5 Financial Firsts for New College Graduates

College Graduate

4878989818_ef993588cb_zGraduating from college and heading out into the “real world” is an exciting time. You may be living on your own for the first time (not counting the dorms or your college town apartment), and you probably are hoping to get your career started shortly. After spending most of your life going to school, it feels like you finally get to be an adult and chart your own path.

However, along with that freedom comes some pretty serious responsibilities. There is a good chance that you have not previously dealt with some of the financial realities that you are now facing. Of course they can be conquered, but that doesn?t mean they aren?t a little bit intimidating at first.?Here are five of the financial firsts that most college graduates will face after graduation.

#1 ? Paying Back those Loans

Most people get through college by taking out student loans. When you are an incoming freshman, paying back those loans seems like it is a lifetime away. Unfortunately, four years of college?can go by rather quickly, and suddenly you find that you need to start paying back the money that you borrowed.

Be sure you know exactly how much you owe on a monthly basis so you can plan it into your budget before you take on any other monthly payment obligations for a new car or house. You can even try to consolidate your loans to get a lower rate overall and directly impact how quickly you can pay them off. This can be done through a variety of channels but some, like Achieve Lending, allow you to compare the best rates available.

#2 ? Paying Rent or a Mortgage

If you lived on campus during your time in college, you probably just paid room and board as part of your overall tuition and even those who rented off-campus apartment’s during college usually got away pretty cheaply by splitting bills with roommates. But now that you are out on your own, it will be up to you to find housing ? and pay for it. You will probably need to rent at first until you can save up enough money for a down payment to buy your first house.

#3 ? Utilities

Speaking of living on your own, paying monthly utilities is something that most people don?t give a second thought when growing up. As a kid, you don?t necessarily understand that your parents have to pay for things like water and lights. It won?t take long living on your own to realize that utility costs can add up quickly and you will need to budget for them just like any other expense.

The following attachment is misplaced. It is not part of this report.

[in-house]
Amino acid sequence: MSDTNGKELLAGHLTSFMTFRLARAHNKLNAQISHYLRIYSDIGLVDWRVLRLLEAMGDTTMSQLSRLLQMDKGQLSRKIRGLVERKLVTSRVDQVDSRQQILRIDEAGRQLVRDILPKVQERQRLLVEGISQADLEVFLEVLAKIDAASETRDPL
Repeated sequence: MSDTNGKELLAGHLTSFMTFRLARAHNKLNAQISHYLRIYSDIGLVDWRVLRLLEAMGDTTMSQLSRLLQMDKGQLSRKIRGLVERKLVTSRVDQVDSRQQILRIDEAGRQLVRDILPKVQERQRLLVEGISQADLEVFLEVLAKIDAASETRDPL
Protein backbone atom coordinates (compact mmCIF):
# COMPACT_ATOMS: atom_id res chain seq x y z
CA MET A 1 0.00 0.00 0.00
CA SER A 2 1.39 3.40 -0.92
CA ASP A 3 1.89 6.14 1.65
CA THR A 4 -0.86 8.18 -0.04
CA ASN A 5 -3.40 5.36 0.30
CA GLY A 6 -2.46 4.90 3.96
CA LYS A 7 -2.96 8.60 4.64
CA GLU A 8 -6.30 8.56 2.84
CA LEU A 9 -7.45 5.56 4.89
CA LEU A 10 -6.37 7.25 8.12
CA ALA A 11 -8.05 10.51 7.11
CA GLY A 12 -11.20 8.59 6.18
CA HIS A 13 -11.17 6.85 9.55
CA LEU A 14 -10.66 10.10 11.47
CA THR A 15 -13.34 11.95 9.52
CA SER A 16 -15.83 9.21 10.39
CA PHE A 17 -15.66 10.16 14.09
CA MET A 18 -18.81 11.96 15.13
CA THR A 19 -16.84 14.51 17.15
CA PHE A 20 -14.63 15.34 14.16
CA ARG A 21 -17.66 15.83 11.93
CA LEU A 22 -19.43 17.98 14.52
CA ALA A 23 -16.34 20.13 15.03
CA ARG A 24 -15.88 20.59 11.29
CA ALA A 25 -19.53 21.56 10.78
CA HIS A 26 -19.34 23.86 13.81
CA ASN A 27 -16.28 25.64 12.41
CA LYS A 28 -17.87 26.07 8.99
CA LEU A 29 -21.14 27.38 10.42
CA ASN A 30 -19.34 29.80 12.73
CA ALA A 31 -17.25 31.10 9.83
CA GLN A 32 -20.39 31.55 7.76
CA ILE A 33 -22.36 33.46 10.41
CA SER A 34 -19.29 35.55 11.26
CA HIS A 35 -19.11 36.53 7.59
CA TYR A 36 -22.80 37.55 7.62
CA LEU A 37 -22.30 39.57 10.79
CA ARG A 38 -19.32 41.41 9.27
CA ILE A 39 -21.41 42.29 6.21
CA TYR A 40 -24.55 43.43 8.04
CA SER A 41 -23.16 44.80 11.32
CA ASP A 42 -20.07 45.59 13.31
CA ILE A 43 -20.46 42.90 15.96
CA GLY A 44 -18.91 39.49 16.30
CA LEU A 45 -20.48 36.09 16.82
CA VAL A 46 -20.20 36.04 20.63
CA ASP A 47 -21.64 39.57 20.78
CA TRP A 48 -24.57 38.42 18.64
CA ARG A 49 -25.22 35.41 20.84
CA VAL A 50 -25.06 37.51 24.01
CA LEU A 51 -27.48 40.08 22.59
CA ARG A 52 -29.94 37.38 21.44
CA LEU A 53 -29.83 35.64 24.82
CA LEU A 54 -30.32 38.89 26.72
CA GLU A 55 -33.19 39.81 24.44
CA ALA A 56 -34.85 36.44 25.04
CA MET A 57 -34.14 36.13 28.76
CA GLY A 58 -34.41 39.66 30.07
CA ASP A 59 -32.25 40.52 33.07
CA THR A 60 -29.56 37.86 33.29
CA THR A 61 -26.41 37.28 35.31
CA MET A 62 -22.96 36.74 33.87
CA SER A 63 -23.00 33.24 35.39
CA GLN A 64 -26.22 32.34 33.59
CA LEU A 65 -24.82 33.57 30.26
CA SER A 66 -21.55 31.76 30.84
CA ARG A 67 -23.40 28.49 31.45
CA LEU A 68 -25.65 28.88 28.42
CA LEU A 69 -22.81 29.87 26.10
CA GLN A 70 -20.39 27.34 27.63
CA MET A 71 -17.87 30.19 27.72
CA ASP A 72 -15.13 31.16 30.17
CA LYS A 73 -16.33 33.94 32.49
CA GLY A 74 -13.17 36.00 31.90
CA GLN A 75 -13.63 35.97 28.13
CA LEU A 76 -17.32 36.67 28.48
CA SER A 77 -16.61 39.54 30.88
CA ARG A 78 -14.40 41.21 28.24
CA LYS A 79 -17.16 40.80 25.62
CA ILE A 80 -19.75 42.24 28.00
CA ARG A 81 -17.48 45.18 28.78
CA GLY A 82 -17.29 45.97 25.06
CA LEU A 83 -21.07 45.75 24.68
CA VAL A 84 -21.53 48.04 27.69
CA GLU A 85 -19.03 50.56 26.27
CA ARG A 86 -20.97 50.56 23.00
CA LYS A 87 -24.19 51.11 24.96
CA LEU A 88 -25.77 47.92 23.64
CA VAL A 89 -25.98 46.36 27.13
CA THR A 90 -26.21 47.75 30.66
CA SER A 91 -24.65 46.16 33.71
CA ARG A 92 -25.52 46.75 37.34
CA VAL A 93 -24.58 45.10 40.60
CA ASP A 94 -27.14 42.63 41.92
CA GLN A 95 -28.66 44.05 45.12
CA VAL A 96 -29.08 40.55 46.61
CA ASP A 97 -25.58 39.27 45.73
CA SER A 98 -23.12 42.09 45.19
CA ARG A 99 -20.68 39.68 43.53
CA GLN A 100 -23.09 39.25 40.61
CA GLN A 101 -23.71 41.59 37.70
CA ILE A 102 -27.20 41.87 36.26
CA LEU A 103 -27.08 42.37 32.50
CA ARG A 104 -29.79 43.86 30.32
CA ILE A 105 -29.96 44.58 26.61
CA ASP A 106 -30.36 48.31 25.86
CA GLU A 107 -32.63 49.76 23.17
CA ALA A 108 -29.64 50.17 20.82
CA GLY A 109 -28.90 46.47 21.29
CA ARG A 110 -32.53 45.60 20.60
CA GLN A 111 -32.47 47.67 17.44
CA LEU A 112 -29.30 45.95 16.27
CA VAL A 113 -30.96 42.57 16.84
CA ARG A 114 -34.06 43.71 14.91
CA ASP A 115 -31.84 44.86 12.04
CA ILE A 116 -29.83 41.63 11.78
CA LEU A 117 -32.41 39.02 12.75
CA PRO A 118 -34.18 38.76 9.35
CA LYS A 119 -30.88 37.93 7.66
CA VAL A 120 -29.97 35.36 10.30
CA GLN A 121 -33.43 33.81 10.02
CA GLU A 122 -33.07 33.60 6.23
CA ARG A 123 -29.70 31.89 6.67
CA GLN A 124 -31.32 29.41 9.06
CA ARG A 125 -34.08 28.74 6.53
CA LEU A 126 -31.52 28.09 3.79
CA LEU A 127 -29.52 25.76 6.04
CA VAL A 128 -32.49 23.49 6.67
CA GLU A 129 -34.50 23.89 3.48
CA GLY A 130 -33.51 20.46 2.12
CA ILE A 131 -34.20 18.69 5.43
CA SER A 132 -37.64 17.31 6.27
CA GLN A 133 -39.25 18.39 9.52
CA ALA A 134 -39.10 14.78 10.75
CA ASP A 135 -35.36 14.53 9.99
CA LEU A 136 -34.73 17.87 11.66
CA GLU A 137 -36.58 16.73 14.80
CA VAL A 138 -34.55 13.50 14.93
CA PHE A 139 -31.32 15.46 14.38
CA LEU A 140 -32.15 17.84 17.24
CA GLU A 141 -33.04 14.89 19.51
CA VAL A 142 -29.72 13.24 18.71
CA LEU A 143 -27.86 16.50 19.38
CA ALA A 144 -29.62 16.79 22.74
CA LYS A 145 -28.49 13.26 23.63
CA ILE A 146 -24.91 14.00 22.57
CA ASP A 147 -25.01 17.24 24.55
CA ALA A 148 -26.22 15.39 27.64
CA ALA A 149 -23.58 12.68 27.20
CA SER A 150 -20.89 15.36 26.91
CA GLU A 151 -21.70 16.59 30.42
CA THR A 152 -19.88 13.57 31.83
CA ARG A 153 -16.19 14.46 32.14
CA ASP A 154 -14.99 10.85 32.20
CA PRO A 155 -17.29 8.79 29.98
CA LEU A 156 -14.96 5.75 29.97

#4 ? Having Money to Spend

One of the unexpected problems that many recent graduates will run into is actually having money to spend for the first time. When you get out of school and start working a full-time job, you might feel like you are rich when those paychecks are deposited into your account.

Avoiding the temptation to spend all of your money at once is important because the bills will not be far behind. Setting a savings goal early on in your career is one of the best things you can do to shape your financial future.

#5 ? Managing Credit Responsibly

Another aspect of making money is the ability to obtain credit cards based on your annual income. If you land a good job after college, it may be tempting to open up a few credit accounts so you can spend as you wish. Of course, this can easily lead to trouble.

While it is a good idea to have at least one card in order to build your credit score, you will want to avoid accruing a balance on the card. When you do use it, only use it for things you already have the money for and pay off in full each month.


What financial lessons did you learn after college? Did you make any money mistakes? What other financial advice do you have for new college grads?



Photo courtesy of: SOAS Newsroom


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  1. I moved back home to live with my parents for a few years. The repayment of student loans are what opened my eyes. I wish I new what I was signing up for 4 years earlier!

    • John Schmoll says:

      That’s a good approach to take, if you can. The beauty is if you can do it at a rate that might be less than rent and throw the extra funds at the loans.

  2. My advice for the new college graduates is don’t buy a car, which is one of my biggest mistake. It’s not about the car loan but the substantial amount of student loans and credit card debt you may have to deal with. Doing so, it may put you years or decades to get off of.

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